The rate of pub closures may have dropped to 25 a week but it is still an industry in decline. So what have the Local Government Association (LGA) successfully lobbied for? Well an increase in fees that pubs pay for their licence! Yet another tax on the pub will form part of the Police Reform and Social Responsibility Bill and will allow councils to set the fees they charge pubs.
As anyone who has had regular dealings with local councils over the years, it is a fact that the majority of these councils are overstaffed and inefficient, employing jobsworths and busybodies whose sole purpose in life is to stilffle new business and interfere in successful business with more red tape.
Jobsworth and apologist for council non-jobs Cllr Nilgun Canver, the LGA’s licensing busybody, said it was “vital for public protection” that councils can take swift action against individuals and pubs, but “it all costs money”.
She added: “Operating the current licensing system has cost council tax payers over £100m more than anticipated and given the current economic climate, could not be sustained.”
Well my answer is to give licencing back to the courts where it was dealt with at a far cheaper cost to the taxpayer. A publican I know used to pay £50 every two years to renew his licence, this has now increased to over £250 a year for the same bit of paper that allows him to selll beer in his pub. So the obvious answer is that the ineficient council cannot do the job in a cost-effect way so the solution is to take the job away from the council. Better for the publican and the consumer all round.
Nick Bish, chief executive of the Association of Licensed Multiple Retailers, said the new plans will have a “devastating impact on pubs, bars and restaurants across the country”.
He added: “Councils are already facing significant budget cuts so the temptation will be all too great to use licensing fees as a revenue raising exercise.”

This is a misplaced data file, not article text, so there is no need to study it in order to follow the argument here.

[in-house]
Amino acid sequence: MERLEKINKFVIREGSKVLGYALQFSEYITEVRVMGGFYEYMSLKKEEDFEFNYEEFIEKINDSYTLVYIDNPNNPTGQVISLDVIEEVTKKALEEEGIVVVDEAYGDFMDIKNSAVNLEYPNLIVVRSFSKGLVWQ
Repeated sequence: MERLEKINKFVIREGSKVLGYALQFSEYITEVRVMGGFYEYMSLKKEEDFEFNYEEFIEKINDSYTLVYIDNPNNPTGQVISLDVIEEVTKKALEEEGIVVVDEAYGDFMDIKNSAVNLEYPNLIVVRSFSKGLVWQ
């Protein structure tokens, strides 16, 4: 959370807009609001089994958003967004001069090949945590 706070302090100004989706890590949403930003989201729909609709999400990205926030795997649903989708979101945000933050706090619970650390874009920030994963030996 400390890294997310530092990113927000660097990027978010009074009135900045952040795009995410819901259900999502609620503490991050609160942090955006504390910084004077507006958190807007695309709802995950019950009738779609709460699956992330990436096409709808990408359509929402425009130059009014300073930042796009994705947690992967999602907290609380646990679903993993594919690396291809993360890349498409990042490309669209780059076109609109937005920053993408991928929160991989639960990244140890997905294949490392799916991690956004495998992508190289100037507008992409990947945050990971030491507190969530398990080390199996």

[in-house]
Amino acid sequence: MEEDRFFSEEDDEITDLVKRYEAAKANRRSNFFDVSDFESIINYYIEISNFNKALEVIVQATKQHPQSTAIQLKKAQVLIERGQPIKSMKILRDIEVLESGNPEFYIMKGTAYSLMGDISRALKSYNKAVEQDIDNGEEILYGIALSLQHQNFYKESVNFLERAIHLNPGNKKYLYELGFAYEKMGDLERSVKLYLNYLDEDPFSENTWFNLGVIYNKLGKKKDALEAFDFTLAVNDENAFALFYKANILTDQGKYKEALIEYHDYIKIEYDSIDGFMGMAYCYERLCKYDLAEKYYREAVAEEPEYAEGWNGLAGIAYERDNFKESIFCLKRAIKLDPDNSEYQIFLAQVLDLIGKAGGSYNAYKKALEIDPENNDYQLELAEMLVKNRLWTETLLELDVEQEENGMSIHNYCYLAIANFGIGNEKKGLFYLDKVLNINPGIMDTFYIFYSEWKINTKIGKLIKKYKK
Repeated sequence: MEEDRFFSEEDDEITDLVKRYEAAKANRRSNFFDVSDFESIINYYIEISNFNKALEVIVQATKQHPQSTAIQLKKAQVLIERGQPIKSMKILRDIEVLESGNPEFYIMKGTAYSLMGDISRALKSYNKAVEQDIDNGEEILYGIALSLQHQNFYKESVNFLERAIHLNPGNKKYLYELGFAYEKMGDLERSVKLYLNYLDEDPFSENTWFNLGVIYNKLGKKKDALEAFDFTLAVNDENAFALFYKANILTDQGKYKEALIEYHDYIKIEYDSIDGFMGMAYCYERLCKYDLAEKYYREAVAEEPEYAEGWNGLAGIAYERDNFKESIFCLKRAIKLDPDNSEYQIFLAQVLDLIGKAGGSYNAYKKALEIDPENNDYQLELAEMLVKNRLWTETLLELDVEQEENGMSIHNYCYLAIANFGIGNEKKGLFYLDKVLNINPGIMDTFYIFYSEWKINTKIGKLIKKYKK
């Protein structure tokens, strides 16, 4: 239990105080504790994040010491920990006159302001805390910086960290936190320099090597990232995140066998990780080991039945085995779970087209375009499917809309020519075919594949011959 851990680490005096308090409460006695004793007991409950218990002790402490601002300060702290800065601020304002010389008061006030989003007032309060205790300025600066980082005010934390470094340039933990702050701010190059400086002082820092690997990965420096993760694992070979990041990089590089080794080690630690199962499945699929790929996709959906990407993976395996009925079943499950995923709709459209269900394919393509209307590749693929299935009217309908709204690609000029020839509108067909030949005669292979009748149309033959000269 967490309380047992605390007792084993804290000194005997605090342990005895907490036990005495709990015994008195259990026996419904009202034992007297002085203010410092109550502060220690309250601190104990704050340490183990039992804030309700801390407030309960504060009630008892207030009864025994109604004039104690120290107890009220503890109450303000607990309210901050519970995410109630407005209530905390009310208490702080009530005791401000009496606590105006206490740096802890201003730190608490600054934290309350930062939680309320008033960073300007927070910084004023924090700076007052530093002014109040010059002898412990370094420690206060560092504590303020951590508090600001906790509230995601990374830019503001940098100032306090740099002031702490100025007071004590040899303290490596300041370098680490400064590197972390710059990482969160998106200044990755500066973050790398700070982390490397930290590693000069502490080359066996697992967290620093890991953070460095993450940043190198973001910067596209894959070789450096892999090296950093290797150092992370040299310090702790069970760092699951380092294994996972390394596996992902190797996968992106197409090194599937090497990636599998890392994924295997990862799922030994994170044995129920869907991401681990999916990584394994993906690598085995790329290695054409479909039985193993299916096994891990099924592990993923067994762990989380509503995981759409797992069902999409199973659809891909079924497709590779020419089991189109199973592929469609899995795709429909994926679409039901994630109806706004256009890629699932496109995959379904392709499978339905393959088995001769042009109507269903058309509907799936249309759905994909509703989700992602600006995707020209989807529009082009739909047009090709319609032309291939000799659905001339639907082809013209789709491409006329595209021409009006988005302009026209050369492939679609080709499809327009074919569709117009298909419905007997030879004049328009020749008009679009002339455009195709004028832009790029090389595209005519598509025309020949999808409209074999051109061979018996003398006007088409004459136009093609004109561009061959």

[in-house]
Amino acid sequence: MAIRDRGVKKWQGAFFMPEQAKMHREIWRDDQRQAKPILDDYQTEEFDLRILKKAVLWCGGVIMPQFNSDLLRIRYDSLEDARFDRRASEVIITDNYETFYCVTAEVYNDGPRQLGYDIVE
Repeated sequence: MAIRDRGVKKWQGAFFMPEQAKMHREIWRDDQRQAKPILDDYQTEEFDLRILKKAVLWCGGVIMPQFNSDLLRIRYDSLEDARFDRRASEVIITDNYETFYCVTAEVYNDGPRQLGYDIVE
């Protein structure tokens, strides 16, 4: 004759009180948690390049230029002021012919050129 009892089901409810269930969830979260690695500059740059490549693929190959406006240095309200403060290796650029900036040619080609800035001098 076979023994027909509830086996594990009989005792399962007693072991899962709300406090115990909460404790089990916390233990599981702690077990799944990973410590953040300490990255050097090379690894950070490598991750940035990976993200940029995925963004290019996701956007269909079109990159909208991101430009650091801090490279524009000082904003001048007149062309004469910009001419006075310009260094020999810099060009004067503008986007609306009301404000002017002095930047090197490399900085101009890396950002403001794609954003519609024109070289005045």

Martin Rawlings, director of pub & leisure at the British Beer & Pub Association, said: “This does not sit well with the freeze on small business regulation which the Chancellor announced last week.
“In our meetings with the Home Office we have consistently made the point that if the government is intent on introducing locally set fees, then they must be capped in the same way as gaming licence fees. We will continue to lobby hard for a national cap on licensing fees in the regulations.”
And licensees are fearing the worst after news of the change on fees. Andy Brooks of the Laughing Fish, Isfield, East Sussex, said his fixed costs were already far too high.
“For our licence fees to go up as well will be a real blow,” he said. “It’s about time this government and the LGA did something for pus and stopped adding to the difficulties we face.”
A Home Office spokeswoman said: “Under our proposal, Licensing Authorities will be able to set the level of the fee within a nationally-set cap. The level of the cap will be set out in regulations which will be consulted on before being introduced.”
The Police Reform and Social Responsibility Bill is due to become law next year.
Hat Tip to SIBA for the story